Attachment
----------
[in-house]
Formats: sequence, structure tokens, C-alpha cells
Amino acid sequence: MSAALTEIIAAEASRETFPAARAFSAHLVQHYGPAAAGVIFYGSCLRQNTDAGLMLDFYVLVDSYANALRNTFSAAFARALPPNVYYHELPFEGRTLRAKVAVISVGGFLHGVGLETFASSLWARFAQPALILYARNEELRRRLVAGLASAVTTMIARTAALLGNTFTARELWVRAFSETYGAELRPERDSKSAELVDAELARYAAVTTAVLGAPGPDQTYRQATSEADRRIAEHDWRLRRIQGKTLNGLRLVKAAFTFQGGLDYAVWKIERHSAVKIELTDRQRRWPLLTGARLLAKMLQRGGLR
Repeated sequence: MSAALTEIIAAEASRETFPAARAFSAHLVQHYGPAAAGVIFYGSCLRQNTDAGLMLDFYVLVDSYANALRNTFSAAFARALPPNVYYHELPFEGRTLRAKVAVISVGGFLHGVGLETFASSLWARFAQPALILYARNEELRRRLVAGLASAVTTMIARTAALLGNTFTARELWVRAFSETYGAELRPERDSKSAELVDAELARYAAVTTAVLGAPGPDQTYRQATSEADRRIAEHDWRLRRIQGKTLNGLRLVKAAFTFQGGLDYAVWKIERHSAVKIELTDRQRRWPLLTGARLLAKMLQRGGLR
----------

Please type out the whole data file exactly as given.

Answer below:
[in-house]
Formats: sequence, structure tokens, C-alpha cells
Amino acid sequence: MSAALTEIIAAEASRETFPAARAFSAHLVQHYGPAAAGVIFYGSCLRQNTDAGLMLDFYVLVDSYANALRNTFSAAFARALPPNVYYHELPFEGRTLRAKVAVISVGGFLHGVGLETFASSLWARFAQPALILYARNEELRRRLVAGLASAVTTMIARTAALLGNTFTARELWVRAFSETYGAELRPERDSKSAELVDAELARYAAVTTAVLGAPGPDQTYRQATSEADRRIAEHDWRLRRIQGKTLNGLRLVKAAFTFQGGLDYAVWKIERHSAVKIELTDRQRRWPLLTGARLLAKMLQRGGLR
Repeated sequence: MSAALTEIIAAEASRETFPAARAFSAHLVQHYGPAAAGVIFYGSCLRQNTDAGLMLDFYVLVDSYANALRNTFSAAFARALPPNVYYHELPFEGRTLRAKVAVISVGGFLHGVGLETFASSLWARFAQPALILYARNEELRRRLVAGLASAVTTMIARTAALLGNTFTARELWVRAFSETYGAELRPERDSKSAELVDAELARYAAVTTAVLGAPGPDQTYRQATSEADRRIAEHDWRLRRIQGKTLNGLRLVKAAFTFQGGLDYAVWKIERHSAVKIELTDRQRRWPLLTGARLLAKMLQRGGLR